Here we have the best Railroad Quotes from famous authors such as Alex Berenson, John Moody, Betty White, James Stockdale, Chris Weidman. Find the perfect quotation from our collection.
Incidentally, our railroad facilities are under video surveillance by the federal police. However, the federal and state governments will have to determine whether video surveillance shouldn’t be significantly expanded to a certain degree.
I was an English major in college who concentrated in African-American literature and culture. So I read quite a few slave narratives and stories of escape, and I grew up in Ohio, which was a common stop on the Underground Railroad.
I bought a railroad during this period of time.
I myself was born beside a river – the Avon in Sarum. So when I first encountered New York‘s great harbor and the Hudson River as a teenager, and came to understand their historic canal and railroad links to the vast spaces of the Midwest, I felt both the thrill of a new adventure and a deep sense of homecoming.
The close relationship between railroad expansion and the genera development and prosperity of the country is nowhere brought more distinctly into relief than in connection with the construction of the Pacific railroads.
Hoosiers deserve a straightforward approach about information regarding blocked railroad crossings and I commend the Federal Railroad Administration‘s willingness to work with all parties involved on this important issue.
My father was a railroad man his entire life; 43 years for Southern Railroad.
A private railroad car is not an acquired taste. One takes to it immediately.
I am opposed to the wholesale giving away of the public lands to railroad corporations and other like institutions; at the same time, I believe that the government can encourage, by gifts, great national enterprises which are for the common weal and are so placed that they cannot properly expect local support.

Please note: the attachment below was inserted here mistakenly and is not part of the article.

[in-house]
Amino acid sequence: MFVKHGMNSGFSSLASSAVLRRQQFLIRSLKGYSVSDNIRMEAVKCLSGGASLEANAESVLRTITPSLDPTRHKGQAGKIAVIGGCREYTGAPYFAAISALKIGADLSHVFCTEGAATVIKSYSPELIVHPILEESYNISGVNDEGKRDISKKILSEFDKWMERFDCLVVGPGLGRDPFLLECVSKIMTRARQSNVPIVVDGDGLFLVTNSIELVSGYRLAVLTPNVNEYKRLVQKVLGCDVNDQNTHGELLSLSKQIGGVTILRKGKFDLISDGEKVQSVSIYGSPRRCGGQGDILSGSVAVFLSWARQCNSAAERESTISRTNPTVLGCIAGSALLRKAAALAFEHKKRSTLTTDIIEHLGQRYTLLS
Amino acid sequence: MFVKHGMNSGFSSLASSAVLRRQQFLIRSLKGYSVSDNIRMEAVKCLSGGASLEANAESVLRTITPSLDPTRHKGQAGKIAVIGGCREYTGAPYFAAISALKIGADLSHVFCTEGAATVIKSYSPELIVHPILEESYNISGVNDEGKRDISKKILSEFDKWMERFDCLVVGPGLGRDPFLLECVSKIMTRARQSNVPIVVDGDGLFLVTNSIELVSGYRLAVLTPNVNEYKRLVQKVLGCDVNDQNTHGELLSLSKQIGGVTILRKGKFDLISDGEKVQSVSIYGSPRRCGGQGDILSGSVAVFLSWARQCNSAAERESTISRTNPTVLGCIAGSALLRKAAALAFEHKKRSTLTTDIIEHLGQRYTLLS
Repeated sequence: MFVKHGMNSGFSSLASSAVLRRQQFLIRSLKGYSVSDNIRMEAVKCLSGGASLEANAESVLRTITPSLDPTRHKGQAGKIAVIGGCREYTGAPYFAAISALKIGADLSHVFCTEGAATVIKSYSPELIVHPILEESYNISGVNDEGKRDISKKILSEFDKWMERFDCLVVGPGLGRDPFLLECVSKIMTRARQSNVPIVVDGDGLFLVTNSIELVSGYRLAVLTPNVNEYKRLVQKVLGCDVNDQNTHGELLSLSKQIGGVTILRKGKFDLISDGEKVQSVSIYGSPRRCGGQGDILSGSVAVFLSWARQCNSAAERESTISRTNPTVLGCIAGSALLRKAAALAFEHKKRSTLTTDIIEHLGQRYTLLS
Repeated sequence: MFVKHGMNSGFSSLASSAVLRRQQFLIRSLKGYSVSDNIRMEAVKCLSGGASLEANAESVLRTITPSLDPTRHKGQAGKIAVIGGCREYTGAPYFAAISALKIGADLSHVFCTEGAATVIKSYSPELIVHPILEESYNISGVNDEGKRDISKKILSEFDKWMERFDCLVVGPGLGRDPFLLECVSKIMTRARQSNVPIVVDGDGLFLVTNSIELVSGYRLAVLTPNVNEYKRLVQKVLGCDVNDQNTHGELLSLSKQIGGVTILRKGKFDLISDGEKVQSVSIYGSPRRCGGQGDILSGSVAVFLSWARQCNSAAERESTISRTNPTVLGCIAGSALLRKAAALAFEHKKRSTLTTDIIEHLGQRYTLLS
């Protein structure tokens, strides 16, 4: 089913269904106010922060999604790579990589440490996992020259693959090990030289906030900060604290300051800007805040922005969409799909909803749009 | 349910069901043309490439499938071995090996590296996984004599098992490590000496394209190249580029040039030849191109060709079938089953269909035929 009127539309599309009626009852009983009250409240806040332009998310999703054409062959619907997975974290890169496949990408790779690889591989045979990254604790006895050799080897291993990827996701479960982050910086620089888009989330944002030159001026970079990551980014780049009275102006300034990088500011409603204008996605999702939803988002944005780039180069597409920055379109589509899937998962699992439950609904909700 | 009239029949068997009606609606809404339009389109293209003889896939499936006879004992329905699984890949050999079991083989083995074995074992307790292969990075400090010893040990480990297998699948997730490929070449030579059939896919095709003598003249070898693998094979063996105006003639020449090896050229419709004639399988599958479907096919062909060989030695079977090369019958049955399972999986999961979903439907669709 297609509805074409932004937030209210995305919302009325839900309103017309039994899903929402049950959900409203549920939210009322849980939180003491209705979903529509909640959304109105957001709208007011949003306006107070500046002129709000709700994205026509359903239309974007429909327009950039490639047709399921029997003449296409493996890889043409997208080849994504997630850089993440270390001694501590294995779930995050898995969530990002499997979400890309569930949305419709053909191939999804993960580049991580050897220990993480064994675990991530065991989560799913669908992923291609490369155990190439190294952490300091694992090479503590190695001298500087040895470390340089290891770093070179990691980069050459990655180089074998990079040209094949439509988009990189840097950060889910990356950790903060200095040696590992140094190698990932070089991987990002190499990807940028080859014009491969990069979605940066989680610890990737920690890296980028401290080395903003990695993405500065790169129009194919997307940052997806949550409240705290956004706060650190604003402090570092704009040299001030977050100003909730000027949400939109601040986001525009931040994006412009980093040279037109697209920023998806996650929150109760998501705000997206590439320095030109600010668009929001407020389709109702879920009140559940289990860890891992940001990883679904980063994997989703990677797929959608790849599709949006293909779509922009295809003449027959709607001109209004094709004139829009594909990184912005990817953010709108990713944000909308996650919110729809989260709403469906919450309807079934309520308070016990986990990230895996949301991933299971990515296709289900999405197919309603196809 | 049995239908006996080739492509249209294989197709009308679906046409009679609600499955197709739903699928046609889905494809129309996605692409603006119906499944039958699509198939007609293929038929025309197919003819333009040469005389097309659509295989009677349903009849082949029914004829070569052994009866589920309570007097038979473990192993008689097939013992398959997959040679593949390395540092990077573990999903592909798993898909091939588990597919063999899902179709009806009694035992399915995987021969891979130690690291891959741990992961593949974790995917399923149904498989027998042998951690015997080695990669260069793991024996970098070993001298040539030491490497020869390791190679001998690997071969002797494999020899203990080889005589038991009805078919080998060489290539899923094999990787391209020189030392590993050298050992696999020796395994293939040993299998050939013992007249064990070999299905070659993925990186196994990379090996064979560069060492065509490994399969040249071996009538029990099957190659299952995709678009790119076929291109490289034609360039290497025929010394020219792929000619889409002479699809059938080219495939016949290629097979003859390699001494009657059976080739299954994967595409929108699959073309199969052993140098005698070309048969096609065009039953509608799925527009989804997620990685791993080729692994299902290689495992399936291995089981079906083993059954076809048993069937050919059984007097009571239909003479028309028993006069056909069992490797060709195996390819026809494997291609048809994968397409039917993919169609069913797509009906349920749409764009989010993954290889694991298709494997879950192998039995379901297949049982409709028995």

The railroad originally was as completely dissociated from steam propulsion as was the ship.
I don’t think of myself as a movie star. I’m a movie worker. I come from a railroad family. I come from the corn.
A man who has never gone to school may steal from a freight car; but if he has a university education, he may steal the whole railroad.
I went West and took part in the strike of the machinists – the Southern Pacific Railroad, the corporation that swung California by its golden tail, that controlled its legislature, its farmers, its preachers, its workers.
Our information network is much better protected than our railroad network, and someone who cracks a system is able to cause far less human damage than someone who derails a train. Why, then, has ‘computer crime’ caused so much hysteria? Perhaps because the public is so willing – eager, even – to be scared by bogeymen.
The United States as we know it today is largely the result of mechanical inventions, and in particular of agricultural machinery and the railroad.
Nothing was more up-to-date when it was built, or is more obsolete today, than the railroad station.
For 50 years my father worked for the railroad.
Before the Civil War, Canada was at the top of the underground railroad. If you made it into Canada, you were safe unless someone came and hauled you back. That was also true during the Vietnam War for draft resisters.
I never lived in an abandoned railroad station.
You look at the steamboat, the railroad, the car, the airplane – not all of these were invented in the Anglo-American world, but they were popularized and extended by it. They were made possible by the financial architecture, the capital intensive operations invented and developed by the Anglo-Americans.